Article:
Learn more in the video of Glacier's Red Bus fleet from the Alternative Fuels Data Center.
Golden Gate National Recreation Area
The expansive Golden Gate National Recreation Area is walking the talk by switching from higher-emission vehicles to five new electric vehicles (EVs). Golden Gate, which partnered with San Francisco Clean Cities, is also installing five 220V EV chargers with data collection capability and implementing a biodiesel project for heavy-duty vehicles.
Learn more in a video about electric vehicle chargers at Muir Woods on the Clean Cities YouTube channel.
Grand Canyon National Park
Grand Canyon National Park runs an environmentally friendly alternative fuel vehicle fleet and a shuttle bus system for park visitors, reducing the number of vehicles on some of the park's busiest roads. The park is also participating in the Climate Friendly Parks program to reduce its transportation-related greenhouse gas emissions 20% by 2020.
Grand Teton National Park
Grand Teton National Park is adding five hybrid electric vehicles to its fleet. It's also working with Yellowstone-Teton Clean Energy Coalition to launch an extensive education and outreach effort designed to eliminate unnecessary engine idling, reduce fuel consumption, and improve local air quality.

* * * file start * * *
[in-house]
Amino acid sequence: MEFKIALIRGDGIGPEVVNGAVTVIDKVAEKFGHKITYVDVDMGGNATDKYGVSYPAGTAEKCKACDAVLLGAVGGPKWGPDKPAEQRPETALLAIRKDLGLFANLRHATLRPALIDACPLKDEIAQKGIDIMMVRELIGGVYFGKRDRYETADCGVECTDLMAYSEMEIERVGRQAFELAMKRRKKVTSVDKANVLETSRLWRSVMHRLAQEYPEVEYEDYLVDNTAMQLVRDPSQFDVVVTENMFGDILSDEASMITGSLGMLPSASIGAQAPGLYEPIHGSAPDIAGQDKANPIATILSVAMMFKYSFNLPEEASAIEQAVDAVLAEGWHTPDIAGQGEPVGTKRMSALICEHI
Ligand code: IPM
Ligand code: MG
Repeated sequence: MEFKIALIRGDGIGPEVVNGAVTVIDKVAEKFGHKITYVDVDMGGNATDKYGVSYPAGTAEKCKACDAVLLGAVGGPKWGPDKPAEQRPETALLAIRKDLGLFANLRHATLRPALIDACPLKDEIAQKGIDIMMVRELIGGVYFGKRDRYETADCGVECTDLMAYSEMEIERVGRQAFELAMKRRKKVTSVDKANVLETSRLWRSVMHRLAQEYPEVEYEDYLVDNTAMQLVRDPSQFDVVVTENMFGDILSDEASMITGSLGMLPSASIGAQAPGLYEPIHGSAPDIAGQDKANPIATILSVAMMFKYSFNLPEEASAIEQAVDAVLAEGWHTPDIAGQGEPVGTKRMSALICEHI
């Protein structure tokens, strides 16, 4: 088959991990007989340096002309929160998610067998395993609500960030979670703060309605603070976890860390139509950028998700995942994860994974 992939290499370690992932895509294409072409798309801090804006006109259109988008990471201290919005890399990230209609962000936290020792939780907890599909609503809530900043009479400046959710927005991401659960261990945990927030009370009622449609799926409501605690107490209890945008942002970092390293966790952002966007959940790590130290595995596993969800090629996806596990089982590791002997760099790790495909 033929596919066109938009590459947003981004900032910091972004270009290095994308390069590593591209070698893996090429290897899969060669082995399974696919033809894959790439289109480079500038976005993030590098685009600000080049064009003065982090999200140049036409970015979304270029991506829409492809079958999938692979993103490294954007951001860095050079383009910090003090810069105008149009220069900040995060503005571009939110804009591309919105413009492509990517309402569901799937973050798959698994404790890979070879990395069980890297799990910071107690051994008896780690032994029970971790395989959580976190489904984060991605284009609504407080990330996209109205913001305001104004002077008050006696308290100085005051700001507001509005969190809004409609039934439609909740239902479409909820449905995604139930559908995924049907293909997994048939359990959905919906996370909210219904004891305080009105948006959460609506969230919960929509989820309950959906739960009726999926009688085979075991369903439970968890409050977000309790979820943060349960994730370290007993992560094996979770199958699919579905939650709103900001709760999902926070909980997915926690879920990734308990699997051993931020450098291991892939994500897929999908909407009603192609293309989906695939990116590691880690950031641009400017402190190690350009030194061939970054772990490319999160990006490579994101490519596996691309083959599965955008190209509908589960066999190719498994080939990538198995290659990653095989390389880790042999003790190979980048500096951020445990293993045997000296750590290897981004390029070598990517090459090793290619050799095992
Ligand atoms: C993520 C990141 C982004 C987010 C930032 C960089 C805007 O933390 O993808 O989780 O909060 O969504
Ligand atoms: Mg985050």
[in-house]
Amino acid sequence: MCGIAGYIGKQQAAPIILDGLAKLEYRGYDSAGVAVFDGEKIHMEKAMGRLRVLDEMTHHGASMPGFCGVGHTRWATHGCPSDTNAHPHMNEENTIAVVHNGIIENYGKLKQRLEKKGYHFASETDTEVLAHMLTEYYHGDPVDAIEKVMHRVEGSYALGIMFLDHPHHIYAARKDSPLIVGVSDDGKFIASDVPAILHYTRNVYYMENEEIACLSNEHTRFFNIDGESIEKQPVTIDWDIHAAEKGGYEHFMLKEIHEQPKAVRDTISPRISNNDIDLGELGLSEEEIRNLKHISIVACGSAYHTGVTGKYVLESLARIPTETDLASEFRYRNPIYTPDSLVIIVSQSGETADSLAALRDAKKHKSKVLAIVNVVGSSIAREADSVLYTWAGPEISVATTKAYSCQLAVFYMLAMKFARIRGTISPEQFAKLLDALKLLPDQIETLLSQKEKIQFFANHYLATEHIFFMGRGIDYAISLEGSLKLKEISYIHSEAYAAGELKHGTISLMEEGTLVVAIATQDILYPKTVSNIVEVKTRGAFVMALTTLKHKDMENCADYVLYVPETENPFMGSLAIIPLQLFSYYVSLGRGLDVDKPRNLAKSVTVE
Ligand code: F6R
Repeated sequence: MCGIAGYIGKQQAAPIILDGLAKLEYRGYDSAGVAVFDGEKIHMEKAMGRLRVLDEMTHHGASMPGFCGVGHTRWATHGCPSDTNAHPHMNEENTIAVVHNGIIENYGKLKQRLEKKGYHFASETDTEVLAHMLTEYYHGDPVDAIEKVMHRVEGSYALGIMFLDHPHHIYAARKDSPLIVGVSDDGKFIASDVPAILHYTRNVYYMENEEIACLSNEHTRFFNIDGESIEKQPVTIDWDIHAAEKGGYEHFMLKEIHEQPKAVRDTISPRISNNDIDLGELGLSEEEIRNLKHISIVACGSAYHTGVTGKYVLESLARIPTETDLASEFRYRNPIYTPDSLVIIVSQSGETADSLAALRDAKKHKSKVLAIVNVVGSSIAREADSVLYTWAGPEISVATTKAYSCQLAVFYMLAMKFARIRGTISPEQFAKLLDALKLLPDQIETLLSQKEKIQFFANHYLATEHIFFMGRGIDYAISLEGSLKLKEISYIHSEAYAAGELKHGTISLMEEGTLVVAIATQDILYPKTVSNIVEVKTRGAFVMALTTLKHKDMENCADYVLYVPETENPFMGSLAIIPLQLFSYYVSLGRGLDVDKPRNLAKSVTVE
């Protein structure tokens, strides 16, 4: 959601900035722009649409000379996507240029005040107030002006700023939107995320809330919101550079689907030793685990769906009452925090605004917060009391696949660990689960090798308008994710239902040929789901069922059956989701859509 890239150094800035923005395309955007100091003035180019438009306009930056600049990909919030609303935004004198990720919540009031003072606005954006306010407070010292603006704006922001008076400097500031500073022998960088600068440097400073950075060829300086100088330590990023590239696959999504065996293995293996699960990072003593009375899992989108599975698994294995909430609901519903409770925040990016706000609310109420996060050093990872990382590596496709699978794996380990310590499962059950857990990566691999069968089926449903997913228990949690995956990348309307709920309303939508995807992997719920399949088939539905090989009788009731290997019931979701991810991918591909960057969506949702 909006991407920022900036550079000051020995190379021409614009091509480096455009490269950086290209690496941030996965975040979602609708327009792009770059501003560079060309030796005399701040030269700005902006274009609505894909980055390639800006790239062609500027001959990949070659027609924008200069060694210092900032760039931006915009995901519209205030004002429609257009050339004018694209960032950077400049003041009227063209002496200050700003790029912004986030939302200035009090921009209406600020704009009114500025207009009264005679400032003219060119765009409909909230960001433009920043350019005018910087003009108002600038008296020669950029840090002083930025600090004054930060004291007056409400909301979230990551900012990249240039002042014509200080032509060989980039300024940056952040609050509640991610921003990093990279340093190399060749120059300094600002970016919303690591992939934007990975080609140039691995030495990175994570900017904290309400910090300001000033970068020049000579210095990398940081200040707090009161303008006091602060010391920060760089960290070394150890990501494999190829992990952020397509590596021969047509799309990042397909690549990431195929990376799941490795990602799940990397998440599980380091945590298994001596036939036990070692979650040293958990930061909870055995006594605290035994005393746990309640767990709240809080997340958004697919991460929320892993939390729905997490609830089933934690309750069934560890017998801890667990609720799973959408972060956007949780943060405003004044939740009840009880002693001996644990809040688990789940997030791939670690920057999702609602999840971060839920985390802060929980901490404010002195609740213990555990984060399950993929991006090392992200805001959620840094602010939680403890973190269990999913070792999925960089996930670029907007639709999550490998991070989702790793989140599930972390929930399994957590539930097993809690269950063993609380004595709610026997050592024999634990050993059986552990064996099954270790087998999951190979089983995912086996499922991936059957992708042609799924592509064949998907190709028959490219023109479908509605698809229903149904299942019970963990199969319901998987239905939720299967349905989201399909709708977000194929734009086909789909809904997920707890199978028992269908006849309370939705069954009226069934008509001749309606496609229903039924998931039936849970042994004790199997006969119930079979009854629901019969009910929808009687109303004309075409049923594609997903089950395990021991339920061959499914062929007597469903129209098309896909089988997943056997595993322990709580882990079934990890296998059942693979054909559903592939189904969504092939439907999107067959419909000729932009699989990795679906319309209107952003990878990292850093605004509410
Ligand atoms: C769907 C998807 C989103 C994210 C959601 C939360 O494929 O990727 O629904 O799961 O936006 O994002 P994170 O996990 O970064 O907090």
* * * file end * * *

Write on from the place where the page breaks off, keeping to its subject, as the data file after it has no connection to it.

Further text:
Great Smoky Mountains National Park
Great Smoky Mountains National Park has worked with the Land of Sky Clean Vehicles Coalition and the East Tennessee Clean Fuels Coalition to reduce petroleum use inside the park. Biodiesel (B20 to B50) powers more than 50 park vehicles and pieces of heavy equipment. More than a dozen hybrid electric vehicles and neighborhood electric vehicles in the park's fleet help improve air quality and raise awareness among visitors. Black Bear Solar Institute, a local nonprofit organization, is establishing a "Green Gateway" to the park through the installation of 24 publicly accessible electric vehicle charging stations in and around the gateway community of Townsend, Tenn.
Learn more in a video about Great Smoky Mountains National Park's alternative fuel and hybrid vehicles from the Alternative Fuels Data Center.
Greater Yellowstone Area
The Greater Yellowstone Area, which includes Yellowstone and Grand Teton national parks along with six national forests and two fish and wildlife refuges, is striving to improve air quality and reduce fuel consumption. With support from the Yellowstone-Teton Clean Energy Coalition the Greater Yellowstone Coordinating Committee completed a greenhouse gas inventory for fleets and facilities in the Greater Yellowstone Area, and is now developing a comprehensive emissions-reduction plan.
Mammoth Cave National Park